Talk to people in the Patriots organization, and they'll tell you how much Belichick, who has three children, Amanda, Stephen and Brian, works at making time to be a father, not unsurprising considering the influence his own late father, Steve, had on him. Belichick's youngest, Brian, is a constant presence around the Patriots and attends home and road games.
It's not unusual to see Belichick and Brian tossing the football around on the practice field during training camp long after the players have left the field. Belichick understands the important of being a visible parent -- and when one of your children lives 3,000 miles away from where you work, which is the case with Brady, the offseason is the only time you can do that for an extended stretch.
Taking time out to be a parent doesn't mean you've lost your edge. If that's the case, then Belichick lost his a long time ago.
It's not a coincidence that the first time Brady wasn't a Patriots' offseason award winner was 2008. That was the off-season following the birth of his first son, Jack, who lives in the Los Angeles-area with his mother, actress Bridget Moynahan.
It was after that off-season that Brady announced he was giving up his preferred parking spot, saying he "chose not to compete" for it. Brady's 2008 season came to an abrupt end when Bernard Pollard plowed into his knee 15 offensive snaps into it, but that had nothing to do with how he spent his offseason.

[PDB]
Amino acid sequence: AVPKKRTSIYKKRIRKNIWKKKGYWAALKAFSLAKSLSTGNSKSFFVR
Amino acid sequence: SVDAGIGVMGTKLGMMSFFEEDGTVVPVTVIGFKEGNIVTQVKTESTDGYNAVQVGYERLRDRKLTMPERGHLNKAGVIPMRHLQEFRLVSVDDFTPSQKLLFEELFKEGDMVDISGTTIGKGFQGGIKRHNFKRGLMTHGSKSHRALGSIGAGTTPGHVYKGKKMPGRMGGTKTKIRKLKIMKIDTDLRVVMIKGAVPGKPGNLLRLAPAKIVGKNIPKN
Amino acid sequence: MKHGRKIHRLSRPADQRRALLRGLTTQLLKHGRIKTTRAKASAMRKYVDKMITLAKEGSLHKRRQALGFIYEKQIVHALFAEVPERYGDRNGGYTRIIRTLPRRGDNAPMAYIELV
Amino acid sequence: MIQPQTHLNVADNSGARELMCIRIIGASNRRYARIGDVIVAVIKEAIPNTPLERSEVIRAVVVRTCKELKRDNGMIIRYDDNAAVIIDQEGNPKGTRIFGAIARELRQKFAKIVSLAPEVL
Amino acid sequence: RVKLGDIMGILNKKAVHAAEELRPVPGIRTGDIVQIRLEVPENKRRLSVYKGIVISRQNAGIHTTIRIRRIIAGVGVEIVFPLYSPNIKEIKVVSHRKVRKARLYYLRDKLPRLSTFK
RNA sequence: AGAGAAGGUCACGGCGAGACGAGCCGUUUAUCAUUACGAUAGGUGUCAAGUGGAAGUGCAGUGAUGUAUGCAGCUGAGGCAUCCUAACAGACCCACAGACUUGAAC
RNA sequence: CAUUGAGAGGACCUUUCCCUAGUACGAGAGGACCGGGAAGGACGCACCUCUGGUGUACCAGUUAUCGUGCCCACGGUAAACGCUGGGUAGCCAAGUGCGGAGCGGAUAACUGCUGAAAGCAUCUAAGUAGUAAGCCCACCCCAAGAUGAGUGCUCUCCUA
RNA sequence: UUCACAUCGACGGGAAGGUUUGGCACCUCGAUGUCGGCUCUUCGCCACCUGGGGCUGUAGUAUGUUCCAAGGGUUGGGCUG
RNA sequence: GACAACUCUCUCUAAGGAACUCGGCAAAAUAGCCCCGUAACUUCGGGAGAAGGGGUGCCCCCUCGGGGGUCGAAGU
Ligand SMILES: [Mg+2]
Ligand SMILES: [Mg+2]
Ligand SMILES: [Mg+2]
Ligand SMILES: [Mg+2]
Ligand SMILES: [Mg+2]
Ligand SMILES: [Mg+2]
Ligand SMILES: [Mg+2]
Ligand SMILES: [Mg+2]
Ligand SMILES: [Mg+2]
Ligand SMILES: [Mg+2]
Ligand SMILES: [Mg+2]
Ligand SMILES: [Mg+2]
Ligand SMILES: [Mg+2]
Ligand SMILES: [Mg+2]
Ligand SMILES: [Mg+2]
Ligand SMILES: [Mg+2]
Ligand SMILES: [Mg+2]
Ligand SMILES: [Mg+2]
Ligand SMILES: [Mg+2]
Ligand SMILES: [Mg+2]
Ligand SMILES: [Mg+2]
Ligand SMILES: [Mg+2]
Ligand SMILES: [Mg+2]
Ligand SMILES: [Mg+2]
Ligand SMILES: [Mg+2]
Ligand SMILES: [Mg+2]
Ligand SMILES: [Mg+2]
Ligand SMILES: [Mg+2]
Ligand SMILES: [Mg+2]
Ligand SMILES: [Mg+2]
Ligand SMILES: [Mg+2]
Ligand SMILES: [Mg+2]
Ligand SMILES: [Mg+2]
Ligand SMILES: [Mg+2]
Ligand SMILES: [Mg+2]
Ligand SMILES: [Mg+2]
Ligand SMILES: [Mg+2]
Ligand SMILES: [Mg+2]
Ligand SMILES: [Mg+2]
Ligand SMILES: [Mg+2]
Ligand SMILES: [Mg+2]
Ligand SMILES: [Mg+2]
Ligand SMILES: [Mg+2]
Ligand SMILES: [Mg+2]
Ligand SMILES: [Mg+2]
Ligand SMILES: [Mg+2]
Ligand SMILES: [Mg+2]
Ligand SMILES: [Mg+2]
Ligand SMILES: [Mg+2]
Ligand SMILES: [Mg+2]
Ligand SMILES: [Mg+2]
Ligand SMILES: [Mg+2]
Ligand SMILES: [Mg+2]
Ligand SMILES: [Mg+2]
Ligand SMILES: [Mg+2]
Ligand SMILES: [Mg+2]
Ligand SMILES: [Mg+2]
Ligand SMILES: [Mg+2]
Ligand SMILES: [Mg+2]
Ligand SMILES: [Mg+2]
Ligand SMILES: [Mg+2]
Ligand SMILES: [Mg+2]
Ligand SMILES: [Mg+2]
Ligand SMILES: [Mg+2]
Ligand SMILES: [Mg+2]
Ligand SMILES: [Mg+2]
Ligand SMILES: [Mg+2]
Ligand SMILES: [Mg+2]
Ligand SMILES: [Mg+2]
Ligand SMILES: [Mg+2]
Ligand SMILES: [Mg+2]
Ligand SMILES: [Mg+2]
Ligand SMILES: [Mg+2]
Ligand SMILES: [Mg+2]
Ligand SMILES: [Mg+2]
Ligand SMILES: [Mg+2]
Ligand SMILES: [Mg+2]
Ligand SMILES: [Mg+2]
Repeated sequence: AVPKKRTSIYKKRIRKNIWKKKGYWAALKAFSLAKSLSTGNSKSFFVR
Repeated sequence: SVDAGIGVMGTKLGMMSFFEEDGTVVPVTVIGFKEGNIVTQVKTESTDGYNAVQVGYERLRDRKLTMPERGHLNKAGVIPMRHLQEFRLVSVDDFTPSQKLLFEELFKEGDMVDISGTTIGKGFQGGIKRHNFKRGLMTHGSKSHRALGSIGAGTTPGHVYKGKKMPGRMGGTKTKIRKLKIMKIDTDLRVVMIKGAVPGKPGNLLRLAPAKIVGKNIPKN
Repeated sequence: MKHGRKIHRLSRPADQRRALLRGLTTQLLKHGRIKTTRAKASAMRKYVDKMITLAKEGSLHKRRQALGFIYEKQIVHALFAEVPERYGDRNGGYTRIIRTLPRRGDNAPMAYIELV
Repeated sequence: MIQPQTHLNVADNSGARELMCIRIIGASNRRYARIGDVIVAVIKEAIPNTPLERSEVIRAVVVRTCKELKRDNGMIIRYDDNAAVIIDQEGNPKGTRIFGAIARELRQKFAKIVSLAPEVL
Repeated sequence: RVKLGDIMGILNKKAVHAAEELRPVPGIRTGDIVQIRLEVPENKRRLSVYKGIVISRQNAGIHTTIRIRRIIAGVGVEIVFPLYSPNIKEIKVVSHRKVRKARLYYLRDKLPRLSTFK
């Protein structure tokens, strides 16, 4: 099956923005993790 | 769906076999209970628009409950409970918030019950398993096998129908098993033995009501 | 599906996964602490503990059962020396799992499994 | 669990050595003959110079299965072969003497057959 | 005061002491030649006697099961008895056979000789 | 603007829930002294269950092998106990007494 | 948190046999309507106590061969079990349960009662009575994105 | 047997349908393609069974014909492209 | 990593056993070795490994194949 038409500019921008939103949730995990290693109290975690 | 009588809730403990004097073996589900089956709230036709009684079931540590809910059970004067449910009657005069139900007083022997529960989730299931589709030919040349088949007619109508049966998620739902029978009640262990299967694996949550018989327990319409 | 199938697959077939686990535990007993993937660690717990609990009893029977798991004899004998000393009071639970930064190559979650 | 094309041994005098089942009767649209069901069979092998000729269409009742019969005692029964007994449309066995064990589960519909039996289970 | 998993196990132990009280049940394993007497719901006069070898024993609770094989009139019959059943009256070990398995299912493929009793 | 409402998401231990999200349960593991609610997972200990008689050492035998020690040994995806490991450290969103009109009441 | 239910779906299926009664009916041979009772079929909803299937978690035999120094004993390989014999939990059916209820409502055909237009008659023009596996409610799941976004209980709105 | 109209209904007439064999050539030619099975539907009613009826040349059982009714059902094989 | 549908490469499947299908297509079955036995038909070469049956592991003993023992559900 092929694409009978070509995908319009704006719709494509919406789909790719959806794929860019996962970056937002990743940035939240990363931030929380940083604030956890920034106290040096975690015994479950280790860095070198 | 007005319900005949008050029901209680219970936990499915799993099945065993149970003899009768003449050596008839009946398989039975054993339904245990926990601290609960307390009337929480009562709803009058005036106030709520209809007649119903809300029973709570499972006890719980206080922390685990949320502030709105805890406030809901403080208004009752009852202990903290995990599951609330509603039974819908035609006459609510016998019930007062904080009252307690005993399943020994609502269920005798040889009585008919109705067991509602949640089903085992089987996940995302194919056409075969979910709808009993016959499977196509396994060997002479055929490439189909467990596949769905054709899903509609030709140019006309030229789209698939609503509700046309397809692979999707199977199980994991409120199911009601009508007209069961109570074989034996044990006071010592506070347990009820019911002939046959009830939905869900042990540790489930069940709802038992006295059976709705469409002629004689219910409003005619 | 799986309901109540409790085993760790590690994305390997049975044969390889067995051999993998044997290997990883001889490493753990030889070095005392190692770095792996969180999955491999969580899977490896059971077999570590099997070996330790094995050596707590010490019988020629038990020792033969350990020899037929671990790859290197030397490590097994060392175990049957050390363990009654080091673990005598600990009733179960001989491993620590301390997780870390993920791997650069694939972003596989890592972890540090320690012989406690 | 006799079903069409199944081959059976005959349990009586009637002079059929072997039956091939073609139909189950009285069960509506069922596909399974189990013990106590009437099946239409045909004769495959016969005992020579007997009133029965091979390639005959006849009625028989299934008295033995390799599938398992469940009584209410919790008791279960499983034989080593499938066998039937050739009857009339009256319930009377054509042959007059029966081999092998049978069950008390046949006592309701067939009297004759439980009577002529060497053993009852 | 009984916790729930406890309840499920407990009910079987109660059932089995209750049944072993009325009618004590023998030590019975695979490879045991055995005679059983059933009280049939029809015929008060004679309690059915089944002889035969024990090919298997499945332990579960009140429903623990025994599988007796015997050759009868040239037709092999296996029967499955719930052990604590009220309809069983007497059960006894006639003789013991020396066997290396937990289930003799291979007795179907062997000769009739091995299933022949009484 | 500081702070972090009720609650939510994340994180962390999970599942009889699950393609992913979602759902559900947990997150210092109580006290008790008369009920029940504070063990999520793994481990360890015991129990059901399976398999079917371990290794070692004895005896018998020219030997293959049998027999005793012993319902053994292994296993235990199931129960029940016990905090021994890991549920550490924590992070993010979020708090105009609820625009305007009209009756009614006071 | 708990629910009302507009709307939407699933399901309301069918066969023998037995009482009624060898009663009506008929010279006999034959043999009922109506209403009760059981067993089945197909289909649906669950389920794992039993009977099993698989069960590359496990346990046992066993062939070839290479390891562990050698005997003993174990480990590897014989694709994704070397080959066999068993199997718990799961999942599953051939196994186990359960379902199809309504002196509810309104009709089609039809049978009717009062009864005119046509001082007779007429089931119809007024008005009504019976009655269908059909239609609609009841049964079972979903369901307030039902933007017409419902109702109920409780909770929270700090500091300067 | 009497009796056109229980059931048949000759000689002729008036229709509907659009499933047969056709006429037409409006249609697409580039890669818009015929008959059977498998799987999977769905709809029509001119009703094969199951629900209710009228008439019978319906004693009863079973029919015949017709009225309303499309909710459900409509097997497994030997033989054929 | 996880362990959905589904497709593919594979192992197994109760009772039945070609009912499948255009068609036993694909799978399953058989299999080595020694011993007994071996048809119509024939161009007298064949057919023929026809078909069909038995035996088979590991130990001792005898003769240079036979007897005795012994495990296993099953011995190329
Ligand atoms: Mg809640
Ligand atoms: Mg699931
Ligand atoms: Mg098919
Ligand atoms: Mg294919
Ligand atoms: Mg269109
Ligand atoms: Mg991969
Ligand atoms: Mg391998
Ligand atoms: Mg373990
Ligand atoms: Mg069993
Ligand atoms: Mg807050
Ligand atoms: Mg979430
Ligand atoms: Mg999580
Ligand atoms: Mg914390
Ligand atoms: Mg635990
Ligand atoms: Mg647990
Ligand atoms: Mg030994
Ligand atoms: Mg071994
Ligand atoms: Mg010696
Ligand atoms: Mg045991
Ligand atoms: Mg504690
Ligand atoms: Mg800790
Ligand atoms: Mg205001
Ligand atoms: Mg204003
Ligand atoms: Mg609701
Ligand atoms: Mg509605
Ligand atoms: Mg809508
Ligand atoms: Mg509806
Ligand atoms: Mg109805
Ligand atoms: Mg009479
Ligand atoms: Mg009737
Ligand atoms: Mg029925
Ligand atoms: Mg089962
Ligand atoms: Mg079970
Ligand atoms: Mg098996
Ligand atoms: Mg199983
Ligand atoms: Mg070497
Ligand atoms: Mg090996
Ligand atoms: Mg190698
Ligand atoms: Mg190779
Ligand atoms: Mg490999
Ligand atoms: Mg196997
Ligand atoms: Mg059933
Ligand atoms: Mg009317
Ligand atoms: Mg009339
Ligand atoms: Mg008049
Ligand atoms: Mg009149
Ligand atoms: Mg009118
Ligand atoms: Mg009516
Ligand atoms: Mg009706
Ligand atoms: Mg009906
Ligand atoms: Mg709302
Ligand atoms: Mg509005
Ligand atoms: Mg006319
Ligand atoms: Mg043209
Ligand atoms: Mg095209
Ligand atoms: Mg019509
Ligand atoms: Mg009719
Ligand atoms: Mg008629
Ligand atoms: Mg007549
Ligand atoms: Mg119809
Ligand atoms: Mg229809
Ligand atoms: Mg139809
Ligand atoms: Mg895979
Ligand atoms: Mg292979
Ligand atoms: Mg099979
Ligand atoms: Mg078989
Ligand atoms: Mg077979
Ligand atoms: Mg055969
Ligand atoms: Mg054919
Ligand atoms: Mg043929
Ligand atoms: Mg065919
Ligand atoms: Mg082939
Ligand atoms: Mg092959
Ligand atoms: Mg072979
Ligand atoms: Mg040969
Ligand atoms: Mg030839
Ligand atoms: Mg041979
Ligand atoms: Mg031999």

If it did, then why did Jerod Mayo, who was one of the team's nine offseason award winners from last season, suffer a sprained medial collateral ligament in his right knee in the first quarter of last season's opener?
Participation in the offseason program doesn't guarantee greater production on the field. The NFL is about more than taking attendance in March. Among the Patriots' winners from last offseason were Benjamin Watson and Nick Kaczur.
Brady will be 33 in August. He is entering his 11th season. He is not the wide-eyed wonderboy from 2001. He is now a grown-up off the field and a grizzled veteran who has earned the right to miss voluntary activities.
He shouldn't be ashamed of spending of time with his family in the months before the season; we should be ashamed for criticizing him for it.
...That's what the Patriots have when it comes to picks in the 2013 NFL Draft, which starts Thursday. After all those years of stockpiling picks the way a survivalist does non-perishables the Patriots have just five picks in this year's draft, thanks to Band-aid trades for Albert Haynesworth, Chad Ochocinco and Aqib Talib. Five picks would be the fewest draft picks in franchise history. (Part of that is attributable to the trimming of the draft to just seven rounds in 1994). Further complicating matters is that two of the Patriots' greatest needs are at wide receiver and cornerback, positions where they have sustained draft droughts. With that in mind, I'm convinced the Patriots are going trade back out of the first round of a quanity-over-quality draft where you're just as likely to pick a Pro Bowl player in the second and third round as you are in the first round.